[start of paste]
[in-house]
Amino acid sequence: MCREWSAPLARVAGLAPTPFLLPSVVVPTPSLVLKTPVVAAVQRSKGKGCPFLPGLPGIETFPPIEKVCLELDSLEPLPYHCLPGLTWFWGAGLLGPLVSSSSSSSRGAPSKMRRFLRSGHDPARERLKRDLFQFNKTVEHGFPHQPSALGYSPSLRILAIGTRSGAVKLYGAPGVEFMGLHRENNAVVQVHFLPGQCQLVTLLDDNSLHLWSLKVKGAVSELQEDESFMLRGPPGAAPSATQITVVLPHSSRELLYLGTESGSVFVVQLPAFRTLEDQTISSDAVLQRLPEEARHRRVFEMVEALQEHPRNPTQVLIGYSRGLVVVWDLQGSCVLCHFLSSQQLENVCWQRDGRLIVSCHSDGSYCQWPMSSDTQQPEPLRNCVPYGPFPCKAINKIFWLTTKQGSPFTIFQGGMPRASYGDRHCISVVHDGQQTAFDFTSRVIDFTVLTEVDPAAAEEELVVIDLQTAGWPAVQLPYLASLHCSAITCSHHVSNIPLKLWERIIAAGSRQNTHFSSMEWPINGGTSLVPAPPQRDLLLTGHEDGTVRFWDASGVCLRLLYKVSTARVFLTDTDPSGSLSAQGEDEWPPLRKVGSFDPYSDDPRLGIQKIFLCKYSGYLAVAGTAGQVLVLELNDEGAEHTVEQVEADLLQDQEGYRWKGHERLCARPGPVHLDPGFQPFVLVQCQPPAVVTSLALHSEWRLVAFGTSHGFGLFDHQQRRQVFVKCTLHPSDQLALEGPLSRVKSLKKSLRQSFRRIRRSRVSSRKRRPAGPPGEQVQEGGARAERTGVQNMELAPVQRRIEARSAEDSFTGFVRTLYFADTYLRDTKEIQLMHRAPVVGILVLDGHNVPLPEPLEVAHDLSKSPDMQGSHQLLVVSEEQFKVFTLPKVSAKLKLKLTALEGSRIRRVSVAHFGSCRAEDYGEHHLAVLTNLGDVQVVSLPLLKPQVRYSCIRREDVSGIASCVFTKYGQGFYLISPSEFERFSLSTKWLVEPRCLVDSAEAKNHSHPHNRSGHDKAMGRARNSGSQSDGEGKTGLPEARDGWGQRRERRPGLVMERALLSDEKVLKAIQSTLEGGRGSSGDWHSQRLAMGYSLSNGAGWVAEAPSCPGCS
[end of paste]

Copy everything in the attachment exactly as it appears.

[in-house]
Amino acid sequence: MCREWSAPLARVAGLAPTPFLLPSVVVPTPSLVLKTPVVAAVQRSKGKGCPFLPGLPGIETFPPIEKVCLELDSLEPLPYHCLPGLTWFWGAGLLGPLVSSSSSSSRGAPSKMRRFLRSGHDPARERLKRDLFQFNKTVEHGFPHQPSALGYSPSLRILAIGTRSGAVKLYGAPGVEFMGLHRENNAVVQVHFLPGQCQLVTLLDDNSLHLWSLKVKGAVSELQEDESFMLRGPPGAAPSATQITVVLPHSSRELLYLGTESGSVFVVQLPAFRTLEDQTISSDAVLQRLPEEARHRRVFEMVEALQEHPRNPTQVLIGYSRGLVVVWDLQGSCVLCHFLSSQQLENVCWQRDGRLIVSCHSDGSYCQWPMSSDTQQPEPLRNCVPYGPFPCKAINKIFWLTTKQGSPFTIFQGGMPRASYGDRHCISVVHDGQQTAFDFTSRVIDFTVLTEVDPAAAEEELVVIDLQTAGWPAVQLPYLASLHCSAITCSHHVSNIPLKLWERIIAAGSRQNTHFSSMEWPINGGTSLVPAPPQRDLLLTGHEDGTVRFWDASGVCLRLLYKVSTARVFLTDTDPSGSLSAQGEDEWPPLRKVGSFDPYSDDPRLGIQKIFLCKYSGYLAVAGTAGQVLVLELNDEGAEHTVEQVEADLLQDQEGYRWKGHERLCARPGPVHLDPGFQPFVLVQCQPPAVVTSLALHSEWRLVAFGTSHGFGLFDHQQRRQVFVKCTLHPSDQLALEGPLSRVKSLKKSLRQSFRRIRRSRVSSRKRRPAGPPGEQVQEGGARAERTGVQNMELAPVQRRIEARSAEDSFTGFVRTLYFADTYLRDTKEIQLMHRAPVVGILVLDGHNVPLPEPLEVAHDLSKSPDMQGSHQLLVVSEEQFKVFTLPKVSAKLKLKLTALEGSRIRRVSVAHFGSCRAEDYGEHHLAVLTNLGDVQVVSLPLLKPQVRYSCIRREDVSGIASCVFTKYGQGFYLISPSEFERFSLSTKWLVEPRCLVDSAEAKNHSHPHNRSGHDKAMGRARNSGSQSDGEGKTGLPEARDGWGQRRERRPGLVMERALLSDEKVLKAIQSTLEGGRGSSGDWHSQRLAMGYSLSNGAGWVAEAPSCPGCS